What Does Borderline Personality Disorder Treatment Mean?
Updated March 15, 2021
Medically Reviewed By: Kelly Kampf
Borderline Personality Disorder (BPD) is a psychological disorder that has a varying degree of symptoms and treatments. While all mental disorders require treatment, many people with personality disorders fail to get adequate therapy because they do not want to admit that something may be wrong with them. They may even fear being ridiculed for seeking professional help. Even though there is a stigma attached to mental health disorders, you should never be ashamed of seeking treatment. This is noteworthy, because folks who have diagnosed or undiagnosed borderline personality disorder often have problems within their family, as well as seeking and finding a therapist they can trust. Therapy for this type of disorder focuses on treating both the symptoms and the potential causation for their mental illness. While borderline personality disorder cannot be cured, treating personality disorders can help the patient live a better-quality life than those who do not seek a treatment plan.
How Do I Know If I Or Someone I Know Has Borderline Personality Disorder?
Borderline personality disorder is a mental illness that is characterized by long patterns of strong emotional reactions, fears of abandonment, and substance abuse. Other symptoms of BPD may include:
- Distorted sense of self
- Feelings of emptiness
- Intense moods
- Unnecessary risk-taking
While this is not a complete list of symptoms for BPD, these are the more common findings among those who have BPD. Also, keep in mind that another mood disorder may be responsible for these symptoms. A mental health professional can adequately diagnose conditions, including those with a BPD, as opposed to a mood disorder, stress disorder, or other mental disorders. While having a mental health disorder can be stressful, therapy focuses on helping the person manage their mental illness.
Treatments for Borderline Personality Disorder
There are several medically acceptable types of psychotherapy to treat BPD. As with any personality disorder, intense and long-durational talk therapy and online therapy focuses are a good way to keep symptoms in check.
One of the types of psychotherapy for BPD is schema-focused therapy. In cognitive psychology, a schema is an organized pattern of thought and behavior. This type of talk therapy is best for those who experience abandonment issues and people with hypersensitive trigger-reactions to seemingly harmless conversations. Many of these symptoms stem from childhood or adolescence abuse. It is not uncommon for those diagnosed with BPD to have a history of trauma or sexual abuse. Post-Traumatic Stress Disorder is a common comorbidity of BPD.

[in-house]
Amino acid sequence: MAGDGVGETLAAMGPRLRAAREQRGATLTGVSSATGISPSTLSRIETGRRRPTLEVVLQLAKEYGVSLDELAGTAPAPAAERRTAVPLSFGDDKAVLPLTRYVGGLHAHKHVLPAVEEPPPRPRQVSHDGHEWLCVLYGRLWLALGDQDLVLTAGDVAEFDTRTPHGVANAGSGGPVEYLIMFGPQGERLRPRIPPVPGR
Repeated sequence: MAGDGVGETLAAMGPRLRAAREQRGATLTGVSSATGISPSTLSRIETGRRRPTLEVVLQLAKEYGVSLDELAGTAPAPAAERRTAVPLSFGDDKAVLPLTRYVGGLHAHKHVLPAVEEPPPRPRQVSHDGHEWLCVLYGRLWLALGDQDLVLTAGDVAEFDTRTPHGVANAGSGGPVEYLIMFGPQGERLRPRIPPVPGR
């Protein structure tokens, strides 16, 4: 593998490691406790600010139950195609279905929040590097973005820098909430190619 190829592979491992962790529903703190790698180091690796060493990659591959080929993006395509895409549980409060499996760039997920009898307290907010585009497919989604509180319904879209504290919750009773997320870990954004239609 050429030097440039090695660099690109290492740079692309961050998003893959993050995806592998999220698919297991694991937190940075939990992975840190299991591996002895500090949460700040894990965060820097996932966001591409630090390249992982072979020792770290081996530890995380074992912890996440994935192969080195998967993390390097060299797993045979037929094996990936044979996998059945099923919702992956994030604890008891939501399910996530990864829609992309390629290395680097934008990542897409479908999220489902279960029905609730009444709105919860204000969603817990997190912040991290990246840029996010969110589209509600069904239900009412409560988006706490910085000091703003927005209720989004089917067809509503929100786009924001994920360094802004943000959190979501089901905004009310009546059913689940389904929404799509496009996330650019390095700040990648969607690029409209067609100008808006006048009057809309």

Dialectical Behavior Therapy
Dialectical Behavior Therapy DBT is another acceptable therapy for personality disorders. Dialectic, a Greek word, means conversation with opposing views. In Behavior Therapy, patients with mood disorders and substance abuse issues, work with a clinician to talk about different situations and come up with appropriate responses and behaviors. For people who have triggers that lead to substantial reactions, DBT provides coping skills to apply to events, thoughts, behaviors, and feelings to avoid explosive or undesired reactions that affect interpersonal relationships. DBT has been found to be an appropriate and successful talk therapy for those with BPD or spectrum mood disorders.
For those with a BPD, Transference-focused Psychotherapy is a type of therapy that patients typically attend two times per week. This highly structured treatment plan focuses on distorted perceptions of oneself and others. TFP has been shown to change how patients think about themselves in relationships and works on unreconciled conflicts with others due to mental health issues, including BPD.
Another treatment for BPD is mentalization-based therapy MBT. What often stands out is that borderline personality disorder patients often benefit from several forms of therapy at the same time. Mentalization-based therapy has been found to be a positive way of treating BPD for several reasons.
MBT brings together aspects of psychodynamic, systematic, cognitive-behavioral, and ecological therapeutic approaches. The goal of using MBT to treat BPD is to increase the patient’s mentalization capacity and reduce the likelihood of harmful behaviors to one’s self or others.
Additional goals of mentalization-based therapy include:
- Increased behavioral control
- More intimate and gratifying relationships
- Increased affect regulation
- The ability to pursue life goals
- Understanding self-worth